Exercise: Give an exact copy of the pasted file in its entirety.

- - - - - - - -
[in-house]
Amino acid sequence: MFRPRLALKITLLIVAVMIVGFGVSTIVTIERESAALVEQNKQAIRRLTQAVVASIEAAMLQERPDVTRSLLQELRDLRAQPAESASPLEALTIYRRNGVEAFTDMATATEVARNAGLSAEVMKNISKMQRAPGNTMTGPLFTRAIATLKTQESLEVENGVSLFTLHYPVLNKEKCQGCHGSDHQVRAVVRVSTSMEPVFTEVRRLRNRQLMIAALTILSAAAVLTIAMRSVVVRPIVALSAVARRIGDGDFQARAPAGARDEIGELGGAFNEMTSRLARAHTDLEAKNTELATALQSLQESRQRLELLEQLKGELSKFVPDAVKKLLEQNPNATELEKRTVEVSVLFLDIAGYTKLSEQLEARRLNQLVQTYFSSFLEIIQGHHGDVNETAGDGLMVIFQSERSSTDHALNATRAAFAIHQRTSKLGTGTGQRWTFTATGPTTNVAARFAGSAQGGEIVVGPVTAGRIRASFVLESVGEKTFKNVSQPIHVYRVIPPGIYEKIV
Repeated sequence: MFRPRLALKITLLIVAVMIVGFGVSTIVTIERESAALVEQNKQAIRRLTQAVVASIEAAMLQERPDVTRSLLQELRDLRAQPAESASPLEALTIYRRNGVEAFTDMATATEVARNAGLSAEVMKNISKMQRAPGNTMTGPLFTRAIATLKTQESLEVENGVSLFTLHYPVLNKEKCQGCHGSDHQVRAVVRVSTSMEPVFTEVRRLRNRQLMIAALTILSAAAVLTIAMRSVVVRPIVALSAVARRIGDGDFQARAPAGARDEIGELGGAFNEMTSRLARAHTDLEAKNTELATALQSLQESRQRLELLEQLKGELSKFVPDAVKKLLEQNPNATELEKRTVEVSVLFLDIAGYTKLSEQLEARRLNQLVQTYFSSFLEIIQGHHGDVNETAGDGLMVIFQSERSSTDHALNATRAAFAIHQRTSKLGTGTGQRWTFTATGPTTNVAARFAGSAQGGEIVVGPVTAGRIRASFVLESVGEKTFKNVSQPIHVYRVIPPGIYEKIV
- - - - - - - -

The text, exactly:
[in-house]
Amino acid sequence: MFRPRLALKITLLIVAVMIVGFGVSTIVTIERESAALVEQNKQAIRRLTQAVVASIEAAMLQERPDVTRSLLQELRDLRAQPAESASPLEALTIYRRNGVEAFTDMATATEVARNAGLSAEVMKNISKMQRAPGNTMTGPLFTRAIATLKTQESLEVENGVSLFTLHYPVLNKEKCQGCHGSDHQVRAVVRVSTSMEPVFTEVRRLRNRQLMIAALTILSAAAVLTIAMRSVVVRPIVALSAVARRIGDGDFQARAPAGARDEIGELGGAFNEMTSRLARAHTDLEAKNTELATALQSLQESRQRLELLEQLKGELSKFVPDAVKKLLEQNPNATELEKRTVEVSVLFLDIAGYTKLSEQLEARRLNQLVQTYFSSFLEIIQGHHGDVNETAGDGLMVIFQSERSSTDHALNATRAAFAIHQRTSKLGTGTGQRWTFTATGPTTNVAARFAGSAQGGEIVVGPVTAGRIRASFVLESVGEKTFKNVSQPIHVYRVIPPGIYEKIV
Repeated sequence: MFRPRLALKITLLIVAVMIVGFGVSTIVTIERESAALVEQNKQAIRRLTQAVVASIEAAMLQERPDVTRSLLQELRDLRAQPAESASPLEALTIYRRNGVEAFTDMATATEVARNAGLSAEVMKNISKMQRAPGNTMTGPLFTRAIATLKTQESLEVENGVSLFTLHYPVLNKEKCQGCHGSDHQVRAVVRVSTSMEPVFTEVRRLRNRQLMIAALTILSAAAVLTIAMRSVVVRPIVALSAVARRIGDGDFQARAPAGARDEIGELGGAFNEMTSRLARAHTDLEAKNTELATALQSLQESRQRLELLEQLKGELSKFVPDAVKKLLEQNPNATELEKRTVEVSVLFLDIAGYTKLSEQLEARRLNQLVQTYFSSFLEIIQGHHGDVNETAGDGLMVIFQSERSSTDHALNATRAAFAIHQRTSKLGTGTGQRWTFTATGPTTNVAARFAGSAQGGEIVVGPVTAGRIRASFVLESVGEKTFKNVSQPIHVYRVIPPGIYEKIV